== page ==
Iggy Azalea – Glory EP
Grand Hustle: 2012
Quite a lot has been made recently of hip-hop’s apparent developing cultural sensitivity, given the slightly greater number of high-profile female emcees, the increasing willingness of rappers to express thoughts on gay culture that are anything but wantonly homophobic and the slew of rappers whose eccentricities and idiosyncrasies have actually worked in their favor. It’s led to a refreshingly unpredictable musical landscape, and amidst it all the rise of Iggy Azalea makes a great deal of sense: of course rap’s next star in the making is a white Australian woman whose oeuvre thus far includes a garish viral video for a song entitled “Pu$$y”. It’s almost too perfect.
Contextual details like this, it goes without saying, will only take an artist so far though. Iggy may have already released one project in the form of her Ignorant Art mixtape, but the six-track Glory EP is her first musical statement since racking up a few million YouTube views, being ordained an XXL Freshman, and being picked up and heavily co-signed by T.I. Signs are, right from the start, that Azalea is subscribing to Nicki Minaj and B.O.B.’s recently established school of rap ascension: the songs here are slick, polished, and sometimes barely hip-hop at all, sounding more like expensively crafted pop music with requisite 16s tagged on.
In a recent interview with Hip Hop DX, Iggy goes to great lengths to establish that this commercially minded EP is the result of an artistic enterprise, and in no way a “sell-out” move or an indication of her “going mainstream.” As overused and frequently ridiculous as these terms are, they do seem to apply here, despite her protests to the contrary. It may very well be the case that money and commercialism were the furthest things from Azalea’s mind when crafting the songs here, but they sound just like they would if the opposite were true.
It wouldn’t be much of a problem if the pop music she was making was effectively well-crafted, but it isn’t particularly. The choruses are overwrought and unmemorable, the music largely a chain link of thumping concessions to radio, and Iggy’s rapping, as is wont to happen in these sorts of crossover scenarios, only seems to have become lazier. It’s worrisome when the aforementioned B.O.B. appears on the opening track of a project and manages to arguably steal it. Iggy’s whole aesthetic was always, unfortunately, more integral to her output than her actual rapping, and it’s not hard to see why. She has drawn criticism in the past for her adoption of a fake American accent, a charge to which she has countered, (correctly), that she can rap in whatever voice she choose; nevertheless, much of her spitting sounds exaggerated and forced, which can prove distracting. Lyrically, too, there isn’t much going on here. When she extends herself beyond talk of bottle popping, monkey making and bad bitches, the results aren’t convincing, as on the cringe inducing motivational tale with Pusha T, “Runway”, or the straight up, weirdly serious sex raps on “Flash”, both of which make for rather uncomfortable listening.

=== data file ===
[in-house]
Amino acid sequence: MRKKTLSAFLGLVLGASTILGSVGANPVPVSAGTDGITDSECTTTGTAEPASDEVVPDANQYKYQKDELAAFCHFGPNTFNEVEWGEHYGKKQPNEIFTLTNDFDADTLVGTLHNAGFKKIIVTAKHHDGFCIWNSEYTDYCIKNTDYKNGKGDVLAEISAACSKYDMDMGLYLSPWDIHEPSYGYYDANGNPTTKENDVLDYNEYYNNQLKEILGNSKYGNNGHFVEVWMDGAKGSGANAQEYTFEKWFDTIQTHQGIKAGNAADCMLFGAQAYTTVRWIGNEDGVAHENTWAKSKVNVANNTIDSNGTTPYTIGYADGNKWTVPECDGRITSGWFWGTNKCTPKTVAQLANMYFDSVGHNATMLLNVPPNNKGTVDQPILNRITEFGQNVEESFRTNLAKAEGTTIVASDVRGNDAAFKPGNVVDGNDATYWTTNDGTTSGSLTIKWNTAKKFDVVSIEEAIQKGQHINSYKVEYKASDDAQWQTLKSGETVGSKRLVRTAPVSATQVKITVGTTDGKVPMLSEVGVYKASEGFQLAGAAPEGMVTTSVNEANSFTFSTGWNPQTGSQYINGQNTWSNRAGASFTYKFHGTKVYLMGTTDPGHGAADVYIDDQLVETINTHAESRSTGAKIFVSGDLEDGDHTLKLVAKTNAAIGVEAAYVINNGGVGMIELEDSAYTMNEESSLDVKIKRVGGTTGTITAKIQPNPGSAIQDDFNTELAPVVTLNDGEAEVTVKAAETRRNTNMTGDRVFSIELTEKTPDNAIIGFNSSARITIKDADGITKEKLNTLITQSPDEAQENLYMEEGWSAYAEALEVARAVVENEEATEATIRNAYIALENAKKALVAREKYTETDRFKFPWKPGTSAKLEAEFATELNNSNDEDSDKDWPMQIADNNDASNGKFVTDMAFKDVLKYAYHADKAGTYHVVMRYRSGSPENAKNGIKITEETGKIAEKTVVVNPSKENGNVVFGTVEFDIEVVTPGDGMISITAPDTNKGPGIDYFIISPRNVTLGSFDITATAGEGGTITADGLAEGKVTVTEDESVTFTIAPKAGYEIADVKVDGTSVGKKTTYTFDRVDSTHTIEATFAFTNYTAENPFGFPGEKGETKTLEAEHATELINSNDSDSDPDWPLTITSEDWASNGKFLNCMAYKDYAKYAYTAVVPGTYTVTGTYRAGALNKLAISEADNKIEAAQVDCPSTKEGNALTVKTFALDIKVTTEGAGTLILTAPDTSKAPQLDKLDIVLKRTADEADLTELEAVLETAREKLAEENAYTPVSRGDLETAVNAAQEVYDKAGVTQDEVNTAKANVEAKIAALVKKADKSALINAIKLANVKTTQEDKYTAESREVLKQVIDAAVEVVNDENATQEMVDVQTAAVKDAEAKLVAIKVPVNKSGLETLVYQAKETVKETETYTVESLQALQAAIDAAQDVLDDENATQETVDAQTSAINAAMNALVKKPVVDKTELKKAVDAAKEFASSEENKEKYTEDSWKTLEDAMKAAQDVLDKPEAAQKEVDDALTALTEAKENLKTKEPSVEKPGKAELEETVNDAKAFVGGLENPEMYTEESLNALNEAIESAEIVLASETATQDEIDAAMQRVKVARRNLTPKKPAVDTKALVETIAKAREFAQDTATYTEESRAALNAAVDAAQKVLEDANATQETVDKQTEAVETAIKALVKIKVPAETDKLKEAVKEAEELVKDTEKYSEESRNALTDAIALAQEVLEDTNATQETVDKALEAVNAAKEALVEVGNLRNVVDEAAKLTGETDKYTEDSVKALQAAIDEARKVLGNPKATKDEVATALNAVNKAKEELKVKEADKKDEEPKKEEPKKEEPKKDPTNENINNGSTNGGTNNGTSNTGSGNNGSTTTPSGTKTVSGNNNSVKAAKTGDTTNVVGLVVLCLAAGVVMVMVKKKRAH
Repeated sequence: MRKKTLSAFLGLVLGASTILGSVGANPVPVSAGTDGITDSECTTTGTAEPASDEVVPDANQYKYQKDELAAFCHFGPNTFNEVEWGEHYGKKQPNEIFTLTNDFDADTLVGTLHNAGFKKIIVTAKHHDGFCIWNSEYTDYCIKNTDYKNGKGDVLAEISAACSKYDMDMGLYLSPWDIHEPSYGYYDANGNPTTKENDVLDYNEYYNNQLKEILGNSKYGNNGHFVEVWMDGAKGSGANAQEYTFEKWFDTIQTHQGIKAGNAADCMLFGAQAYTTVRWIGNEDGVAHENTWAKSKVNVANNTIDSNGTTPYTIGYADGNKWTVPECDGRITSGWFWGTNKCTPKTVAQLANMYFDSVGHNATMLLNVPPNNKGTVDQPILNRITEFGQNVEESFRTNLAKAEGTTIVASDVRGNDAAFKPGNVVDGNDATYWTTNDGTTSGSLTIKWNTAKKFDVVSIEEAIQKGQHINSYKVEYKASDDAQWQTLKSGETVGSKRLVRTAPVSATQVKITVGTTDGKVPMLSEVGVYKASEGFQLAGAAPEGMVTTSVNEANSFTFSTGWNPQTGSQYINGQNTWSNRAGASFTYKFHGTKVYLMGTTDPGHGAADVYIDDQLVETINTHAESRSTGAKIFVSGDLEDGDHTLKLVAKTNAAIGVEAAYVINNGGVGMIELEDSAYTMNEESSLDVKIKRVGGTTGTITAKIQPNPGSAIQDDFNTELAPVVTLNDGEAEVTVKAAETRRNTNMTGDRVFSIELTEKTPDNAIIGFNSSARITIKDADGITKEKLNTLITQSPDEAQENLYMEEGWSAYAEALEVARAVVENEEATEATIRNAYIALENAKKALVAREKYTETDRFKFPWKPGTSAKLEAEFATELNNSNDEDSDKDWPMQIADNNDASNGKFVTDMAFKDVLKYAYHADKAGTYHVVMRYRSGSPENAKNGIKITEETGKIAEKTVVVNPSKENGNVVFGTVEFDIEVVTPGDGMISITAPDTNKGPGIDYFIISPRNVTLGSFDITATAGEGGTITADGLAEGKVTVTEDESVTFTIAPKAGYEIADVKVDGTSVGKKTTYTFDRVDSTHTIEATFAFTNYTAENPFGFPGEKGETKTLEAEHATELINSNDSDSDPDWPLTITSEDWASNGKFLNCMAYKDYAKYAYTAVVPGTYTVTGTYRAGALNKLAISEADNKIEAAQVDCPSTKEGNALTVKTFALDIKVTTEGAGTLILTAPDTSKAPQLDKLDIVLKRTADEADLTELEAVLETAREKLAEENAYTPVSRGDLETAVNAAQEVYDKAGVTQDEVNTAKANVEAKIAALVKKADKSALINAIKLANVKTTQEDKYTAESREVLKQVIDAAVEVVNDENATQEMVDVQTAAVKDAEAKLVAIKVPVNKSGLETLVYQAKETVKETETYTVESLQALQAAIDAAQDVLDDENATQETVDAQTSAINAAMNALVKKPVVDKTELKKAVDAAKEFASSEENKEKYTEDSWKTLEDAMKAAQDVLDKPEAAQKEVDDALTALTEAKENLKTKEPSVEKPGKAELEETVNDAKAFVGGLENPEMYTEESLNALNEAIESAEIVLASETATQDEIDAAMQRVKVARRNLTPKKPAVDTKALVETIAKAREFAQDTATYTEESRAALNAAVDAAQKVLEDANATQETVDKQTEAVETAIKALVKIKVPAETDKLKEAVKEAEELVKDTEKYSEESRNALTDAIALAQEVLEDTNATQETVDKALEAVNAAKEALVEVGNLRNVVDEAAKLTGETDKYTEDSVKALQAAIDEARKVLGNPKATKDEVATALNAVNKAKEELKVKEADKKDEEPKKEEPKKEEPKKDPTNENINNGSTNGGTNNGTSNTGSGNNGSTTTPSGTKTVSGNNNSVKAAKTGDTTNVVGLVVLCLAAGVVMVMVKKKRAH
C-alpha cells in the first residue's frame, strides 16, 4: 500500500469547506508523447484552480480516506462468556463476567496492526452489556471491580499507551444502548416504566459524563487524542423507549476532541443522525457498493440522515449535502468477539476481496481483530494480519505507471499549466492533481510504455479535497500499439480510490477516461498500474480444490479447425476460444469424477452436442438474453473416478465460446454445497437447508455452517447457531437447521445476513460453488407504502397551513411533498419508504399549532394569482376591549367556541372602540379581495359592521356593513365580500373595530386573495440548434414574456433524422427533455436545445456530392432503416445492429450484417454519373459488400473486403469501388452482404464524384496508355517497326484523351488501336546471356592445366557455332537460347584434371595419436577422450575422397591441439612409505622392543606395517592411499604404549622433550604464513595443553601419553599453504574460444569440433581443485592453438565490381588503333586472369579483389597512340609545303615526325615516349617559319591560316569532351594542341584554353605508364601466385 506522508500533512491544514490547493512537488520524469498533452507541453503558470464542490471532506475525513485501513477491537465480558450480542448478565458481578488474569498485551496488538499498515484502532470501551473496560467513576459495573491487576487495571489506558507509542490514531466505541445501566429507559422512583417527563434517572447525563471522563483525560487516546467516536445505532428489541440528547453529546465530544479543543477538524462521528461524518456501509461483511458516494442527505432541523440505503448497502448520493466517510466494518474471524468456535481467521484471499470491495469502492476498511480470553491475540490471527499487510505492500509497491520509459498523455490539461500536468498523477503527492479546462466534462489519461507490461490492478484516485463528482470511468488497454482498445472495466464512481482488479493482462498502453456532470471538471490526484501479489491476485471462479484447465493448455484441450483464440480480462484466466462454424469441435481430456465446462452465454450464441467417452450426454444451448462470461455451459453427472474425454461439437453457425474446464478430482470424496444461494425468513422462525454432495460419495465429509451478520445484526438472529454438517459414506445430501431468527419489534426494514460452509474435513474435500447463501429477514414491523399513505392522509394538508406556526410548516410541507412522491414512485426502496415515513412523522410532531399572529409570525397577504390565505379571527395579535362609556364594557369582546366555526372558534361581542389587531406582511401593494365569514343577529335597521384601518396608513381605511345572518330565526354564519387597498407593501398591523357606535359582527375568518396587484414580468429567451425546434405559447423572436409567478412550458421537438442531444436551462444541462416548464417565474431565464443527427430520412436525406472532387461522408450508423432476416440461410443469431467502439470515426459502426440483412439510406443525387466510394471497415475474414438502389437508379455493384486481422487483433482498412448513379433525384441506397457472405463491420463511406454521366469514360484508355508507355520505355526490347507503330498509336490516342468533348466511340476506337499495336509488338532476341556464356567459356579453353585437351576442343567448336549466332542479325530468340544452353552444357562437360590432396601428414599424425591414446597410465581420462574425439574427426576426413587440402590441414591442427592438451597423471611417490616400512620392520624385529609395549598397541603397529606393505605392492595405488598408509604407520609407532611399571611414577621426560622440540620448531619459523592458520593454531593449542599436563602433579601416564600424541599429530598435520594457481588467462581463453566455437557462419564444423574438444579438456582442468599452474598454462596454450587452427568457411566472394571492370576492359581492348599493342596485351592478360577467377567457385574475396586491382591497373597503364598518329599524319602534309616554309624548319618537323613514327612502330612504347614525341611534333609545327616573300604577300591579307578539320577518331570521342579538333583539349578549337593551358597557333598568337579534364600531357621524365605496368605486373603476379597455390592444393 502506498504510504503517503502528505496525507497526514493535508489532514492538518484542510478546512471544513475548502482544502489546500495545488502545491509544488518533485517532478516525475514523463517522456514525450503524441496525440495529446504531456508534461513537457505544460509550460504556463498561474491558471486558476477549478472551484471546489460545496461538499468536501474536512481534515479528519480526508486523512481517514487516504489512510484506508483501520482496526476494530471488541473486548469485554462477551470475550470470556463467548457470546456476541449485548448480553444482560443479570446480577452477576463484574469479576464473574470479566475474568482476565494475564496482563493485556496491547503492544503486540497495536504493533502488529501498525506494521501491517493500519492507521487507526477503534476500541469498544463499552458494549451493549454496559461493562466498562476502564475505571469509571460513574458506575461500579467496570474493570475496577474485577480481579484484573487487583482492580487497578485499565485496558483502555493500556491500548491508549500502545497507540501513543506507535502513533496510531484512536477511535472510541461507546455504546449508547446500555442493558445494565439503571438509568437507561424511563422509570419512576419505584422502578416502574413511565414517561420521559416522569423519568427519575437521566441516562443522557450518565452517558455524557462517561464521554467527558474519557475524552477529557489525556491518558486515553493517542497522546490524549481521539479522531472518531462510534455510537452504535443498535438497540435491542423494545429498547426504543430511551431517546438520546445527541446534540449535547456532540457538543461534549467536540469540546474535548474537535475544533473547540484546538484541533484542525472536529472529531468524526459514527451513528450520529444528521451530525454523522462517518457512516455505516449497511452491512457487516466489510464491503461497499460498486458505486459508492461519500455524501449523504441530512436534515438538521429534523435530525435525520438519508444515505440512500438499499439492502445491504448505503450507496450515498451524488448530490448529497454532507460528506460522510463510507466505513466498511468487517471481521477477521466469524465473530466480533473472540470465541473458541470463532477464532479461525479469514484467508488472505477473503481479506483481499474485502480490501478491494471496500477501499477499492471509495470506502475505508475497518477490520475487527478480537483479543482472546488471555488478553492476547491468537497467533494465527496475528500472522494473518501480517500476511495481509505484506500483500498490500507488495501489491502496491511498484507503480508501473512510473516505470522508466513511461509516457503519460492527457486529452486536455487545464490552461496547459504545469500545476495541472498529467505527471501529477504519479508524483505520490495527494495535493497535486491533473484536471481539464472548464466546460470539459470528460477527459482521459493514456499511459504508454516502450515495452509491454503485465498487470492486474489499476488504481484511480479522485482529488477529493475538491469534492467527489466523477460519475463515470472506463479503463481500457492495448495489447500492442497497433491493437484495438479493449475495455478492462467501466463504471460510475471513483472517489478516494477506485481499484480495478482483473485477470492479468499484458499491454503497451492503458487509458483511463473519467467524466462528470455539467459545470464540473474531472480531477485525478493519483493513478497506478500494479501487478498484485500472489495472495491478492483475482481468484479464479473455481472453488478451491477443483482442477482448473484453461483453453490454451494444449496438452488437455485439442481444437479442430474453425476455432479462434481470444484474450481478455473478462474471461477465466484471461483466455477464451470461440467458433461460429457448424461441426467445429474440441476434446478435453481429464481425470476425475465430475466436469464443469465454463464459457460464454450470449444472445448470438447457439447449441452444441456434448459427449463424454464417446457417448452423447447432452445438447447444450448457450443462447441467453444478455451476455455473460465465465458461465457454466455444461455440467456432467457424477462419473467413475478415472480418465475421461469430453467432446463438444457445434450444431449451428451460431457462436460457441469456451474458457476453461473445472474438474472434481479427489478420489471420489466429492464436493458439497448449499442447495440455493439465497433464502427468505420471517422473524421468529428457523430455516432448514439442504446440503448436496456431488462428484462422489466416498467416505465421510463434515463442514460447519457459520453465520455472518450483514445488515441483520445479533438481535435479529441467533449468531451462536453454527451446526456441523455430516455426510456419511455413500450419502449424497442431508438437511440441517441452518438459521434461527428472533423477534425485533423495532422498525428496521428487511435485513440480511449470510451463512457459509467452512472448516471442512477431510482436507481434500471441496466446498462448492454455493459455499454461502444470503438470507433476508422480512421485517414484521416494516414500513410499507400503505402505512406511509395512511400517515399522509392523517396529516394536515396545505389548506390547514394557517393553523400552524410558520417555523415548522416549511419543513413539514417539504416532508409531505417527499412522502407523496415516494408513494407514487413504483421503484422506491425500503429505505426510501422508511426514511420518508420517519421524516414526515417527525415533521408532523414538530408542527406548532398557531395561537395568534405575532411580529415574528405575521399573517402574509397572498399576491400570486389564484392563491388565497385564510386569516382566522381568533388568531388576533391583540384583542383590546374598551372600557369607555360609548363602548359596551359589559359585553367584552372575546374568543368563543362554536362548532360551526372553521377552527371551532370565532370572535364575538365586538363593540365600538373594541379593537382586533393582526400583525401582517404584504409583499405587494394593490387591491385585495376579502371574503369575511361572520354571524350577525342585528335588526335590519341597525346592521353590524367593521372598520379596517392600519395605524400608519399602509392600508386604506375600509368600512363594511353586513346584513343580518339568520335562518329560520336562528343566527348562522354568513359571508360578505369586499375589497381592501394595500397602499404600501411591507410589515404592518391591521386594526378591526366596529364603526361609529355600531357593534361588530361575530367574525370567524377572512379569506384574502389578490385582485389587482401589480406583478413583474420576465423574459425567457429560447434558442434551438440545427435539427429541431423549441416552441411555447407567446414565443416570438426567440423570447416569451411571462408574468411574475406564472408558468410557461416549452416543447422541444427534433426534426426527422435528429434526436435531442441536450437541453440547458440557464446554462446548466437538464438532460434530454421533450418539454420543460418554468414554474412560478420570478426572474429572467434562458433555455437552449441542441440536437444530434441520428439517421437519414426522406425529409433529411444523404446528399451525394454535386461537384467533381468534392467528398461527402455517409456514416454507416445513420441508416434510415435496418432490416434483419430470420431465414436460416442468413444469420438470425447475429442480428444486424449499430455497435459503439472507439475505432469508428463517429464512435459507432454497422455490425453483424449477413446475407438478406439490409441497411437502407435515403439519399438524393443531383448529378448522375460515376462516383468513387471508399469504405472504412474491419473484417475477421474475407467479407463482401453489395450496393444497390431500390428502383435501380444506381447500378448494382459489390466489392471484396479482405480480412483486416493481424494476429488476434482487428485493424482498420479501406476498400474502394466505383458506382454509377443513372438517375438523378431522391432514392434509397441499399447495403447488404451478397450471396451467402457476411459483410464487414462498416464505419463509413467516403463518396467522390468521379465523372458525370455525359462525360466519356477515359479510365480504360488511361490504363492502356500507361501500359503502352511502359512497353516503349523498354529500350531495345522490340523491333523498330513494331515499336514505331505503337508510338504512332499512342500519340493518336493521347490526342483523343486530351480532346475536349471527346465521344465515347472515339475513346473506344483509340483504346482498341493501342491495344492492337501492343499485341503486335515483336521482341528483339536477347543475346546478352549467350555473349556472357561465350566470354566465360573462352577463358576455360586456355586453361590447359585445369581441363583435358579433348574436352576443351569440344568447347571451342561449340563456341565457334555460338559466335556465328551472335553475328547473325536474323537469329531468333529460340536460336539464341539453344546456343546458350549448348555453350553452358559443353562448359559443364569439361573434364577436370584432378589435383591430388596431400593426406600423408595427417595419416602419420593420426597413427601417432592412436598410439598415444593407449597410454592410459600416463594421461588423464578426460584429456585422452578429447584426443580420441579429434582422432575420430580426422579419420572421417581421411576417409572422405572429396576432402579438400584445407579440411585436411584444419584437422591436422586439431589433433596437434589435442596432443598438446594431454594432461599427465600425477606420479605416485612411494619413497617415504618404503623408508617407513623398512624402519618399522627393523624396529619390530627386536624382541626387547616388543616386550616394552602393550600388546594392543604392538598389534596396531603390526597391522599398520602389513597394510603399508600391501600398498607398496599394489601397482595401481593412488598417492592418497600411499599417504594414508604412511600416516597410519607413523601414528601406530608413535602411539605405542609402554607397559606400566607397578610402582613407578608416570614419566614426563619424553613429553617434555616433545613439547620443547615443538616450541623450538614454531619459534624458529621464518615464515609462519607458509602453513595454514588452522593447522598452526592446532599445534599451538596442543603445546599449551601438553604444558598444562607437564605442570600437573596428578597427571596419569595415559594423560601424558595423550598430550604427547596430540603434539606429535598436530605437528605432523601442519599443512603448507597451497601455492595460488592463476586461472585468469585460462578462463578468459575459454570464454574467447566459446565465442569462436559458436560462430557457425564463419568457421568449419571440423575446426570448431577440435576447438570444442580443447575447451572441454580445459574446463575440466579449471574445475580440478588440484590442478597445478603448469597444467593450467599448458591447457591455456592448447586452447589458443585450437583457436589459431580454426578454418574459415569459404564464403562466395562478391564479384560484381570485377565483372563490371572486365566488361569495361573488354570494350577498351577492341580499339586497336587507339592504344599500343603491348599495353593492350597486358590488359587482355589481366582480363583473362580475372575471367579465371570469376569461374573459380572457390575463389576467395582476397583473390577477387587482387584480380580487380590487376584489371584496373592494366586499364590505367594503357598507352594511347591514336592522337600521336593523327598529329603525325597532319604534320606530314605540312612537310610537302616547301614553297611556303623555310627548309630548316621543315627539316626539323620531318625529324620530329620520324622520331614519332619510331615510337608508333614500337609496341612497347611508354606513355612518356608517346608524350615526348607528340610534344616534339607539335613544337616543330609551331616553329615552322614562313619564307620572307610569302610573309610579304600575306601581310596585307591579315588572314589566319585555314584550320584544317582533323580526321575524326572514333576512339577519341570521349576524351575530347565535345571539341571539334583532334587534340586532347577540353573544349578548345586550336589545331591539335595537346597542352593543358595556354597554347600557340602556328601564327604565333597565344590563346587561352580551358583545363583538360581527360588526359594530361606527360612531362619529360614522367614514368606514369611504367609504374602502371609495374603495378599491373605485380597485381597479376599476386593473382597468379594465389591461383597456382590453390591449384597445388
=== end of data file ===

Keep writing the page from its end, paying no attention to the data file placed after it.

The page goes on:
The EP does contain one conspicuous masterstroke, the previously leaked single “Murda Bizness”, featuring a nimble guest verse from Iggy’s mentor T.I. Built around a hypnotic, swagged out bassline and sly finger clicks, it’s an infectious bounce of a record, and not coincidentally the track that makes the least over considered pop moves. It’s where Iggy’s abrasive style sounds most at home: fingers crossed she’ll take heed of this before her next release.